The day after Patrick White’s April 29 Globe and Mail “Ferguson outlines parole shortcomings” story appeared, another Globe article was published under his byline. “New inmates often denied essential medications for weeks”, from the paper’s April 30 edition revealed that the delay in medical assessments for incoming inmates in the federal system was a dangerous practice with potentially serious consequences, particularly for prisoners with mental health issues.
This time, the source was an unreleased prison ombudsman investigation into the flaws with Correctional Service of Canada’s drug plan. According to Howard Sapers, Canada’s Correctional Investigator, his latest Annual Report notes that CSC is conducting a prevalence study of chronic health care conditions within the system, and he applauds what is a challenging initiative for an increasingly complex population’s health care needs.
Nonetheless, health care in the federal prison system has been an ongoing source of friction for decades as institutions struggle to stay within their budgets while inmates clamour for the attention to which the law says they are entitled. Lately, CSC is facing further budget constraints imposed by a federal government that makes no excuses for cutting funds at a time when new and expensive therapies for conditions such as Hep C offer benefits that will eventually make for healthier and safer communities.
Through all these years, and even now when faced with dire conditions threatening the health of thousands of men and women who will eventually come back into our neighbourhoods and become a burden to already overstretched health care resources, CSC has consistently tried to paint a very different image. In response to the April 30 Globe article and Patrick White’s request for a comment from Ottawa, Esther Mailhot acted as CSC’s spokesperson. She not only argued the situation was not as CSC’s own prison doctors claimed, but defended the practice of withholding some medications for the sake of offender and staff safety. This position contradicts both the evidence that these policies have negative impacts on the security of everyone in the system, but also the opinions of their own health care professionals.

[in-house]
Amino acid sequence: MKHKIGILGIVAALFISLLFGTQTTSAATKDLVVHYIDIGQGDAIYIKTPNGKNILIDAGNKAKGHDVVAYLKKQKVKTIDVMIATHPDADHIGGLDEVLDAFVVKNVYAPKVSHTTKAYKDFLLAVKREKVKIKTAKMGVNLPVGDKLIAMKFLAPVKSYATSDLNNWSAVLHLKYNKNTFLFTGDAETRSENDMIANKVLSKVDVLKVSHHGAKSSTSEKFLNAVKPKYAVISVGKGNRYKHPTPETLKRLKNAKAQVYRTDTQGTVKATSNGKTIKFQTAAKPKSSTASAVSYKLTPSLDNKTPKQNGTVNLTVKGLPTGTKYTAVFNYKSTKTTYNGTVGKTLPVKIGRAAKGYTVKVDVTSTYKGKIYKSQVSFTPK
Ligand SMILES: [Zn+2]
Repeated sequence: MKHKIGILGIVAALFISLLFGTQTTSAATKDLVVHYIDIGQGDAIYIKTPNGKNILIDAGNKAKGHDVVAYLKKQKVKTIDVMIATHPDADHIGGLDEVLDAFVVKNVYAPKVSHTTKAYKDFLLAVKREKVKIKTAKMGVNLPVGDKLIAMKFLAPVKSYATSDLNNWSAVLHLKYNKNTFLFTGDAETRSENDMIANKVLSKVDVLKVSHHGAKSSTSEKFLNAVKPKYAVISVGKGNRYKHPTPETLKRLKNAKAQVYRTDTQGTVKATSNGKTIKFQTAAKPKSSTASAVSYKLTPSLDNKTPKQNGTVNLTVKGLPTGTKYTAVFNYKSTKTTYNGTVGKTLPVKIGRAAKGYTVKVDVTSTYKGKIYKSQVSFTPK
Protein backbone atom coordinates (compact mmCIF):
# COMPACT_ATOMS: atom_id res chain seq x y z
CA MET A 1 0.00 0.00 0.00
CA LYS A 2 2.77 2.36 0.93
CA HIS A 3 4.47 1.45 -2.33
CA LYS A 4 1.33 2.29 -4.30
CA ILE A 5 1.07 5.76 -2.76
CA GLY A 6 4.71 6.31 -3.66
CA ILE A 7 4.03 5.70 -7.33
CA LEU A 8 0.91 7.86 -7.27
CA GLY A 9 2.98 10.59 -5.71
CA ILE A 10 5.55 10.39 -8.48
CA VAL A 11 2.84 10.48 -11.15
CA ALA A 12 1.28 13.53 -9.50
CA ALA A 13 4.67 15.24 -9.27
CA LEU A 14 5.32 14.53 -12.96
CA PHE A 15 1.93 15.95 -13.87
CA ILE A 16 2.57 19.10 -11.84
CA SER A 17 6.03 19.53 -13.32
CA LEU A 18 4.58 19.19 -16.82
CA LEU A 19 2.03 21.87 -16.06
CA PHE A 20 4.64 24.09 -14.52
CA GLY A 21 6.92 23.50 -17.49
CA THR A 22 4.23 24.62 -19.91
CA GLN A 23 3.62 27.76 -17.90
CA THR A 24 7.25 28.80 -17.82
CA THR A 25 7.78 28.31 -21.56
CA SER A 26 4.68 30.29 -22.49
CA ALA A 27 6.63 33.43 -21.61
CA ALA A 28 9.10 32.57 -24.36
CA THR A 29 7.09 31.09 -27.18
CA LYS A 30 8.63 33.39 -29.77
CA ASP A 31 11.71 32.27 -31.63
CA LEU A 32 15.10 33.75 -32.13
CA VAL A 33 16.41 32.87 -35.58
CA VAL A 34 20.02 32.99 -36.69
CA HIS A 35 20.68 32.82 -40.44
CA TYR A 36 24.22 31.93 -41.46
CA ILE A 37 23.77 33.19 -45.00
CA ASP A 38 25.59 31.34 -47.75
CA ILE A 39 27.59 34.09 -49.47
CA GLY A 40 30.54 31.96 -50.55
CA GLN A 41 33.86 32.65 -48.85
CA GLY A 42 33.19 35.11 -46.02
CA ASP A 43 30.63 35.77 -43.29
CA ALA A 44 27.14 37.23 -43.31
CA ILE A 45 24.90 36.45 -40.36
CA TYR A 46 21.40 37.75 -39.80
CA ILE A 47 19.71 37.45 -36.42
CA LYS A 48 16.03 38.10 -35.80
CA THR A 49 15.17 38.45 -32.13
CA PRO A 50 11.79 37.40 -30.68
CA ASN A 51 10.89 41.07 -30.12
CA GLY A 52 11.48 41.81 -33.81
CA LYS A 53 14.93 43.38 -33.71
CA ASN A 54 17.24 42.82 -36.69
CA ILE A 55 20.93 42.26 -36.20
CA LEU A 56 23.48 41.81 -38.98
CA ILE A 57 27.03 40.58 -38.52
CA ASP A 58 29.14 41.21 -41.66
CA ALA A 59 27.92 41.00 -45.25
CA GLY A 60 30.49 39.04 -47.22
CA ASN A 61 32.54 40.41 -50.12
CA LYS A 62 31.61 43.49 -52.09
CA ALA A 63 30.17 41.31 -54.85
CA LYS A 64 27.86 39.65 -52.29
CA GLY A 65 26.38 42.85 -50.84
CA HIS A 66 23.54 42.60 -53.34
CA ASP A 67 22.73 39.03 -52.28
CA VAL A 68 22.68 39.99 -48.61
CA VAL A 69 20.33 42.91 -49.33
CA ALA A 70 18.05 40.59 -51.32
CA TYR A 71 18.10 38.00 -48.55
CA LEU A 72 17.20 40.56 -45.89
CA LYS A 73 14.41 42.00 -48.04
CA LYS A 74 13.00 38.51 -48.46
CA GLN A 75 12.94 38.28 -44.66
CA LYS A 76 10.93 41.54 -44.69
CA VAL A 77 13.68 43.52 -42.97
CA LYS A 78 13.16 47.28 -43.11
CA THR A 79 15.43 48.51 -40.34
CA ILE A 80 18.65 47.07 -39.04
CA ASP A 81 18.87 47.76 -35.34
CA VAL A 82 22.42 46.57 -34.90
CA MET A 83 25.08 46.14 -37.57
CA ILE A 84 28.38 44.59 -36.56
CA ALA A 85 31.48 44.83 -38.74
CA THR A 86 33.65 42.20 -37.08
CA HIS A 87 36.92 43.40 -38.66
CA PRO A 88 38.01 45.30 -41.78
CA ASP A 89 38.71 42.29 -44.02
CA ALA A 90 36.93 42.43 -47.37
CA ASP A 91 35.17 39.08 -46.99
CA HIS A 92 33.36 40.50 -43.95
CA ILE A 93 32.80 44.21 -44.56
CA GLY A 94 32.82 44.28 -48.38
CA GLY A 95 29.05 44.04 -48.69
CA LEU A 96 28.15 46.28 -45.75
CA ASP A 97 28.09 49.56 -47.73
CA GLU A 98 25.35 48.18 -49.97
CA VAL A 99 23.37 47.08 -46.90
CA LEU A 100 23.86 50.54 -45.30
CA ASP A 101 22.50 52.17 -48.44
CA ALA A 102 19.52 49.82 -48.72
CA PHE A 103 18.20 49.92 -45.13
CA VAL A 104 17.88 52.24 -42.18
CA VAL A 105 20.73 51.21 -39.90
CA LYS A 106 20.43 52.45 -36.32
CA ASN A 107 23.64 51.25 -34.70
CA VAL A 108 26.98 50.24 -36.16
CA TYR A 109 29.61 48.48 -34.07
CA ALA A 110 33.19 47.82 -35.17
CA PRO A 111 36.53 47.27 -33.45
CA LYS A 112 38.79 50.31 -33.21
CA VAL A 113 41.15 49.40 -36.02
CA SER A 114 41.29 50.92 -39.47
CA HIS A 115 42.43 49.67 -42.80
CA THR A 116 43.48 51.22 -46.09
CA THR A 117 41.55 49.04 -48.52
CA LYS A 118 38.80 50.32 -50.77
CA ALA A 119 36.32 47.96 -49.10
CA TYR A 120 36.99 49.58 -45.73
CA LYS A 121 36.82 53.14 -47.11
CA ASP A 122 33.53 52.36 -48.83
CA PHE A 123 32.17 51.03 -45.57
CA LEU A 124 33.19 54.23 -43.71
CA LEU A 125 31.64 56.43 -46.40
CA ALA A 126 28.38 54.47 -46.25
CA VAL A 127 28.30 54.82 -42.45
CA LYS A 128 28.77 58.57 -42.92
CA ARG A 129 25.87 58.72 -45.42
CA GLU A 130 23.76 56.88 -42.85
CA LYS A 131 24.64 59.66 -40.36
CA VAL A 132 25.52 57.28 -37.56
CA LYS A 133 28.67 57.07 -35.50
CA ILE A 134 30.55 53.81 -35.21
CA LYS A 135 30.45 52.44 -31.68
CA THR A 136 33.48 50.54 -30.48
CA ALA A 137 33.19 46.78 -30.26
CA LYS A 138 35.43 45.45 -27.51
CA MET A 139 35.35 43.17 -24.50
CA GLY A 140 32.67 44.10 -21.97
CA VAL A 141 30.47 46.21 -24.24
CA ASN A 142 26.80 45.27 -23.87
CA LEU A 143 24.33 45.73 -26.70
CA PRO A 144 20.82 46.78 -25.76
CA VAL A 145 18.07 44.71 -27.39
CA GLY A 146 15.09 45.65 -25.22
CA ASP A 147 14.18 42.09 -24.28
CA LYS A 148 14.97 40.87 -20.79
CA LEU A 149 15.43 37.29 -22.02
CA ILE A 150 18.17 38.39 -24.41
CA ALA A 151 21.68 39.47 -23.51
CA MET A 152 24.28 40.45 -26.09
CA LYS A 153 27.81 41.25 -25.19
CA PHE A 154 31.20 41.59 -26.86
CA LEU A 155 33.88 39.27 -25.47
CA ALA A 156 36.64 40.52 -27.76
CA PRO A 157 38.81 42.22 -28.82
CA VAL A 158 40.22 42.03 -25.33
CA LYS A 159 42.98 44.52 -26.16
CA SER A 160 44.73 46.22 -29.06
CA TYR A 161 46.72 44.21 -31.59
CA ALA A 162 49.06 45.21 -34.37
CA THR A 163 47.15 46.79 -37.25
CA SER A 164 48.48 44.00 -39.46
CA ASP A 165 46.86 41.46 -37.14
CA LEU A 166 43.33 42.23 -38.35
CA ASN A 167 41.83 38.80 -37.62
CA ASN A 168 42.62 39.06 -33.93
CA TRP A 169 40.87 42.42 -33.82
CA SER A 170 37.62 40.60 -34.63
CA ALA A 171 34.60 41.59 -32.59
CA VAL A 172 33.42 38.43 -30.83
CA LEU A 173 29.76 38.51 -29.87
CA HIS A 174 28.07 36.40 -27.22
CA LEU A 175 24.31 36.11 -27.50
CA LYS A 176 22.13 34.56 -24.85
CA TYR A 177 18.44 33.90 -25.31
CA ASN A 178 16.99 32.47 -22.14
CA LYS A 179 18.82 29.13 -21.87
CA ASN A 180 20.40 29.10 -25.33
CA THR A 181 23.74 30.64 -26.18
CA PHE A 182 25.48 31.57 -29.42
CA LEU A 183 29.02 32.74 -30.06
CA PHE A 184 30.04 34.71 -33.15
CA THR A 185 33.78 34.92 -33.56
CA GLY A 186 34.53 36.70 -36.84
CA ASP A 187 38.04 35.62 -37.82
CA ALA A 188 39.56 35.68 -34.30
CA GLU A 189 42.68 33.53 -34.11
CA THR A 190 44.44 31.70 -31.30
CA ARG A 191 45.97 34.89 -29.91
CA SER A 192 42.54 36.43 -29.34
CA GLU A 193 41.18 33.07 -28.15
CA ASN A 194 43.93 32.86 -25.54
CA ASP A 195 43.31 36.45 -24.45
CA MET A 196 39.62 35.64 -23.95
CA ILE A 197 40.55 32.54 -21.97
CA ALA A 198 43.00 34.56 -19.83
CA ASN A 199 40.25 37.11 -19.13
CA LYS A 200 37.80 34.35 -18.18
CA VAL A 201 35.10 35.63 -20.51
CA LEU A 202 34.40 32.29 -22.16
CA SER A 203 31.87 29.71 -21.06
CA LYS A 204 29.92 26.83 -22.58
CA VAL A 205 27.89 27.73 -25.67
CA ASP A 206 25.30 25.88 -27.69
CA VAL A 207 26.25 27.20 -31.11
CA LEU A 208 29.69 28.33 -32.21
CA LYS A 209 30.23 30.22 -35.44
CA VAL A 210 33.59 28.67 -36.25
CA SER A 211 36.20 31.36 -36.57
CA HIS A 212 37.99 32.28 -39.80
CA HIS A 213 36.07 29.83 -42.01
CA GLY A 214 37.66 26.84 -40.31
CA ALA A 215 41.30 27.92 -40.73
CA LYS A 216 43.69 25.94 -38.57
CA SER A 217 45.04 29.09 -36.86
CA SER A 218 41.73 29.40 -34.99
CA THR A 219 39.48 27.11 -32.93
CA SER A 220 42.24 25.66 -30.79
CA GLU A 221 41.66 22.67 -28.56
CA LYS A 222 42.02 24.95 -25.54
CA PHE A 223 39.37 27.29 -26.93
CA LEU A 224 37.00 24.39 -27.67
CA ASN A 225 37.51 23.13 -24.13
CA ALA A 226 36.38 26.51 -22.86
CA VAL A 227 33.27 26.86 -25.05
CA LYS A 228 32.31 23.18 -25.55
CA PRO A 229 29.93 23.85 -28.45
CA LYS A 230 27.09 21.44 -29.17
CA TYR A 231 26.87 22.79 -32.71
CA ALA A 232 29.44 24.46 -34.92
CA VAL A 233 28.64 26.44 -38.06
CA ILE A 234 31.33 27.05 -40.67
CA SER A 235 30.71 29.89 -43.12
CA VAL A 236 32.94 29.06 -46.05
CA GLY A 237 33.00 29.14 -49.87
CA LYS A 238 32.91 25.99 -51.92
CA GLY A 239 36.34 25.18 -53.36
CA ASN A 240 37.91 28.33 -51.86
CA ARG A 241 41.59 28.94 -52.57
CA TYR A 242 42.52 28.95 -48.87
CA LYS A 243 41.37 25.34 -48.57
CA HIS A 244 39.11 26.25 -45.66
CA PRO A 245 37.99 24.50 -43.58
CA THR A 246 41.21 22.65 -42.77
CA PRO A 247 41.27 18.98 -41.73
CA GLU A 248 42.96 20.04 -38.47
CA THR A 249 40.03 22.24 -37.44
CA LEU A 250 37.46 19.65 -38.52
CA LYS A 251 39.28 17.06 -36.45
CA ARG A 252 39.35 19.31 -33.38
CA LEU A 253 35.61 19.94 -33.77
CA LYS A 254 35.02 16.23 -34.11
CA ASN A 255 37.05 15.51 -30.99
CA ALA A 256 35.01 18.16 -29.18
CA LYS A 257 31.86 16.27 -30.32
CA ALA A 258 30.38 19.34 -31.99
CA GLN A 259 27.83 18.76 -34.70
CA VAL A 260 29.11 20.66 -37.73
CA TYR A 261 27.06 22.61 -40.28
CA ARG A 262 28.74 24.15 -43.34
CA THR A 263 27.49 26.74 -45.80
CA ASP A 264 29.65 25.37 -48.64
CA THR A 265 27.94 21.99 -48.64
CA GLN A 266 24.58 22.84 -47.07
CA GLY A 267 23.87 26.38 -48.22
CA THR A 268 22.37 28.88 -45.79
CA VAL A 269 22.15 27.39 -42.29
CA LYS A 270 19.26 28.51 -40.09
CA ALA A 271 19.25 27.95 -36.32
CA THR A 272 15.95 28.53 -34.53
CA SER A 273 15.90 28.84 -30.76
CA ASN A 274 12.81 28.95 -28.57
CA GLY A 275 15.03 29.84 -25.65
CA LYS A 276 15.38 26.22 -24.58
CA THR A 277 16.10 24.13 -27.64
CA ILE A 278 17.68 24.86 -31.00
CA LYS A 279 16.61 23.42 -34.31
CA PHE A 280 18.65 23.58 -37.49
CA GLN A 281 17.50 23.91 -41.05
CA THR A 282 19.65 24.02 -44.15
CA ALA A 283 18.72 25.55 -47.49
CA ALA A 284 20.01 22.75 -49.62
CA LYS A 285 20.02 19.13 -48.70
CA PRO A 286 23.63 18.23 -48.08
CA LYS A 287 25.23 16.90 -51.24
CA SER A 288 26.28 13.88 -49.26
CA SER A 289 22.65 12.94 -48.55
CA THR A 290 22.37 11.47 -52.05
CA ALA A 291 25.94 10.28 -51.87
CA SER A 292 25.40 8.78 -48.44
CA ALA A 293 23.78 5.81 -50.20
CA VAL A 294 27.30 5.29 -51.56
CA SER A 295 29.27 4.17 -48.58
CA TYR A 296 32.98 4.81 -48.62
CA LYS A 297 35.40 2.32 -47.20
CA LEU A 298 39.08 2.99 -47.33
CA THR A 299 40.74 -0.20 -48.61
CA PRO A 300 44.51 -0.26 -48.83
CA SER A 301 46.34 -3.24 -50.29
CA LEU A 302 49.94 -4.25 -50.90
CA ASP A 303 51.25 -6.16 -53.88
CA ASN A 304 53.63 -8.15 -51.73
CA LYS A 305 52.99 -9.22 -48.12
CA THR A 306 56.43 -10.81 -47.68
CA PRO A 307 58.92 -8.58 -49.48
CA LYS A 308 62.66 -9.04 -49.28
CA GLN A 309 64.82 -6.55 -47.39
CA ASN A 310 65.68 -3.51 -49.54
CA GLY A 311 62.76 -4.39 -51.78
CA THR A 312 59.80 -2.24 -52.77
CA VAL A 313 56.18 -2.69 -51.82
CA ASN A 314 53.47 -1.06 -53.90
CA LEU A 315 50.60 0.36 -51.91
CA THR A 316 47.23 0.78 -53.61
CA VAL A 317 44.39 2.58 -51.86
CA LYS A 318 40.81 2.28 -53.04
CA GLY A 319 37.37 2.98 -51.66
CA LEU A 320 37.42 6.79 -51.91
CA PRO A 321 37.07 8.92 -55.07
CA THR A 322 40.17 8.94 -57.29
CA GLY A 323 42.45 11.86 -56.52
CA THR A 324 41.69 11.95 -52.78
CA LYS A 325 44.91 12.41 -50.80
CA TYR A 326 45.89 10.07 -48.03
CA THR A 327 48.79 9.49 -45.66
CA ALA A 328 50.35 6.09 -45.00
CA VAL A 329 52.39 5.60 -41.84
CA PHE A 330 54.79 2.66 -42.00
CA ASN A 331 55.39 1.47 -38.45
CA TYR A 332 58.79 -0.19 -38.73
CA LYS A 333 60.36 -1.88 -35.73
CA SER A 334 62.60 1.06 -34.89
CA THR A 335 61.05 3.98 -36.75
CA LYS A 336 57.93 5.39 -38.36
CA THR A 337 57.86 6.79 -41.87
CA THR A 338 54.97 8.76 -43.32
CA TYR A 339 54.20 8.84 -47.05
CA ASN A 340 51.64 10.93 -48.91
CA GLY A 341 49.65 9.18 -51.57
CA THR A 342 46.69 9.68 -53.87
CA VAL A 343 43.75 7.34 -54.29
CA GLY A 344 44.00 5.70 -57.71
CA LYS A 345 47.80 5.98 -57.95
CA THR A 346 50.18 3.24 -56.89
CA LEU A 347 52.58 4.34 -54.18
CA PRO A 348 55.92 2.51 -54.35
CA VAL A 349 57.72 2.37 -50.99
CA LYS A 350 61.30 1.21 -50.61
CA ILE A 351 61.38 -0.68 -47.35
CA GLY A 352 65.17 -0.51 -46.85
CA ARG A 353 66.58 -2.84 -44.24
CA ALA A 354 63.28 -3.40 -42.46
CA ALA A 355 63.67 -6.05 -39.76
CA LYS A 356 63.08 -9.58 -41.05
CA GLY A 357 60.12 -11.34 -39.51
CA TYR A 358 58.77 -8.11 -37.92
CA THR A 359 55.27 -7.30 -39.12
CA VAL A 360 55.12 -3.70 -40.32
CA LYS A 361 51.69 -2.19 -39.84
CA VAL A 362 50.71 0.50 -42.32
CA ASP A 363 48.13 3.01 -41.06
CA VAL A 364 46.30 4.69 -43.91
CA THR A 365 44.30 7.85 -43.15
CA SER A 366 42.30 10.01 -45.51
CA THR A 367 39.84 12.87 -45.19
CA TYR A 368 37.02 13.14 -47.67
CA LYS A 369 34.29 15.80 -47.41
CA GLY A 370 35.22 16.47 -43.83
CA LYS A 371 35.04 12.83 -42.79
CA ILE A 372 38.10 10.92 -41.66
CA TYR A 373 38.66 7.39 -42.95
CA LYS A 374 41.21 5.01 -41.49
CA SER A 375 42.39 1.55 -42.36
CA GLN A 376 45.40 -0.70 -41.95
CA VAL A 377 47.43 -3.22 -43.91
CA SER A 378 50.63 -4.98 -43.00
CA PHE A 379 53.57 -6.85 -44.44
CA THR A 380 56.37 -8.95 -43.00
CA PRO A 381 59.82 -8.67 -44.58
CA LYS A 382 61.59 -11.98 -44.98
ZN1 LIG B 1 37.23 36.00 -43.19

Nothing seems to change. We couldn’t resist sending off a note to Ms. Mailhot:-
May 4, 2015
Ms Esther Mailhot,
Correctional Service of Canada,
340 Laurier Avenue West,
Ottawa, ON K1A 0P9
Re: New inmates often denied essential medications for weeks
Globe and Mail, Thursday, April 30, 2015
It’s become a striking hallmark of CSC over the twenty plus years I’ve observed the Service for management to deny, deflect and distract critics and criticisms, even when evidence is as close to irrefutable as is possible.
The sources the Globe and Mail cite warrant attention, and one would expect you to at least review the material, and go further still by dispatching a head office agent to determine the degree to which CSC policies are followed.
My own research over the years has found that health-care within the federal prison system is problematic, to be as kind as possible on the subject. I’m willing to allow that CSC looks to reexamine policy, but changes are slow in coming, and there remains a difference between what comes out of CSC Ottawa and how health-care is delivered in the trenches.
Charles H. Klassen